Msgr. Joseph Prior

(See the readings for Palm Sunday of the Lord’s Passion, April 10, 2022)

“Do this in memory of me,” Jesus says after he took the bread, said the blessing and broke the bread. This was at the final meal he would share with his disciples prior to his passion. We hear the words every time we celebrate the Eucharist. The words are part of the “consecration,” the most central part of the Mass.

We hear these words today, Palm Sunday, as part of the Proclamation of the Passion of the Lord. Jesus offers himself in the sacrifice of the cross. He lays down his life for us, his friends. His offering is complete. He offers his entire self.

The suffering of the passion is physical, mental, spiritual and affective. His body is scourged, beaten, tortured and ravaged. He is taunted, mocked and tormented. He is tempted, betrayed and denied. He suffers and dies.

All through this he is faithful. “Father, if you are willing, take this cup away from me; still, not my will but yours be done.” He remains faithful to the end. He trusts the Father and relies on him and him alone.

St. Paul, in his Letter to the Philippians, writes that Jesus “emptied himself, taking the form of a slave.” He holds nothing back in his offering. As we remember his passion, we have the opportunity to grow in our thanksgiving for God’s love. It knows no bounds. Jesus’ love of the Father is a love he shares with us.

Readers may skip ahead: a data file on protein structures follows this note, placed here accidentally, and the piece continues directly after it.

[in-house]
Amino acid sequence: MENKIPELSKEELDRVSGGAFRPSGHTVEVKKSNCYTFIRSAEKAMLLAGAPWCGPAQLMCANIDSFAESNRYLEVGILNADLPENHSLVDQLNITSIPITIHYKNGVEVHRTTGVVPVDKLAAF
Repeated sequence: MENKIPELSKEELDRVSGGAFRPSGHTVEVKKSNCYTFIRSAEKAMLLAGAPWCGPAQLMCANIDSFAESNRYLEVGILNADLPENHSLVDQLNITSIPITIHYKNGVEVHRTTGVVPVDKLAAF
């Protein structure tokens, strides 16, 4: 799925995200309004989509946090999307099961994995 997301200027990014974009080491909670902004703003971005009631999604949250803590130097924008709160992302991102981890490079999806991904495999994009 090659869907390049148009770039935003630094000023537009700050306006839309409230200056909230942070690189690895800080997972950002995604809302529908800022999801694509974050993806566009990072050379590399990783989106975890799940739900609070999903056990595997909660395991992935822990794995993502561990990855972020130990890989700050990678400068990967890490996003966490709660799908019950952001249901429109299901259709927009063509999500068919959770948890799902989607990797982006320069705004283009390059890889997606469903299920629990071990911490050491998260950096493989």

In the midst of the darkest moments of our lives, we find companionship with the One who leads us and guides us. He leads us through the suffering to a place of peace. At the very same time, he invites us to share in his offering.

Jesus’ self-offering happened once for all. Our celebration of the Eucharist makes present that one perfect offering. It is in this context that we hear Jesus say, “do this in memory of me.” We fulfill his command in celebrating the Eucharist and when we offer our lives with his. With him, we do this in faith and love.

When we face suffering with faith, we “do this in memory of” him.

When we resist temptation to despair or lose hope, we “do this in memory of” him.

When we courageously endure pain, we “do this in memory of” him.

When we rely on our heavenly Father, we “do this in memory of” him.

When we give of ourselves for others, we “do this in memory of” him.

When we welcome the stranger, we “do this in memory of” him.

When we feed the hungry, we “do this in memory of” him.

When we clothe the naked, we “do this in memory of” him.

When we shelter the homeless, we “do this in memory of” him.

When we encourage the downcast, we “do this in memory of” him.

When we support the oppressed, we “do this in memory of” him.

When we proclaim the Kingdom of God, we “do this in memory of” him.

When we offer thanksgiving, we “do this in memory of” him.

When we forgive one another, we “do this in memory of” him.

And when we love all people regardless of status, race, ethnicity or faults, we “do this in memory of” him.

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Msgr. Joseph Prior is pastor of Our Lady of Grace Parish, Penndel, and a former professor of Sacred Scripture and rector of St. Charles Borromeo Seminary.